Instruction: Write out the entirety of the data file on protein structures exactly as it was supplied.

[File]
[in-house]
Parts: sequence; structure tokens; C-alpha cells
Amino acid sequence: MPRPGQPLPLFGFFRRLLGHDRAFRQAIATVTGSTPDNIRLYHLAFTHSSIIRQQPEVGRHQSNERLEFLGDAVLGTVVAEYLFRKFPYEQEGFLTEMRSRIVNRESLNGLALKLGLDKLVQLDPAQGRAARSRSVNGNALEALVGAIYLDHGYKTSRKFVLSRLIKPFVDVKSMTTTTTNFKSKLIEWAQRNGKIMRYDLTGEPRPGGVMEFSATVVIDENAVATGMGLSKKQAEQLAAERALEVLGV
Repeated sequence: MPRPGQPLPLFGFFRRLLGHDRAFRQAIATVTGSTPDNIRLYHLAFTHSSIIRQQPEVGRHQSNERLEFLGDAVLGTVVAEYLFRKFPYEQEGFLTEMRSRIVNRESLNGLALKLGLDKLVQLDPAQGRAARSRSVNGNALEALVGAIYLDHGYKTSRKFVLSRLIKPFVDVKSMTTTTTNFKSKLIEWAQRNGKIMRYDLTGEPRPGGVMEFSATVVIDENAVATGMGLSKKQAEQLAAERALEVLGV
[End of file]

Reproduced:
[in-house]
Parts: sequence; structure tokens; C-alpha cells
Amino acid sequence: MPRPGQPLPLFGFFRRLLGHDRAFRQAIATVTGSTPDNIRLYHLAFTHSSIIRQQPEVGRHQSNERLEFLGDAVLGTVVAEYLFRKFPYEQEGFLTEMRSRIVNRESLNGLALKLGLDKLVQLDPAQGRAARSRSVNGNALEALVGAIYLDHGYKTSRKFVLSRLIKPFVDVKSMTTTTTNFKSKLIEWAQRNGKIMRYDLTGEPRPGGVMEFSATVVIDENAVATGMGLSKKQAEQLAAERALEVLGV
Repeated sequence: MPRPGQPLPLFGFFRRLLGHDRAFRQAIATVTGSTPDNIRLYHLAFTHSSIIRQQPEVGRHQSNERLEFLGDAVLGTVVAEYLFRKFPYEQEGFLTEMRSRIVNRESLNGLALKLGLDKLVQLDPAQGRAARSRSVNGNALEALVGAIYLDHGYKTSRKFVLSRLIKPFVDVKSMTTTTTNFKSKLIEWAQRNGKIMRYDLTGEPRPGGVMEFSATVVIDENAVATGMGLSKKQAEQLAAERALEVLGV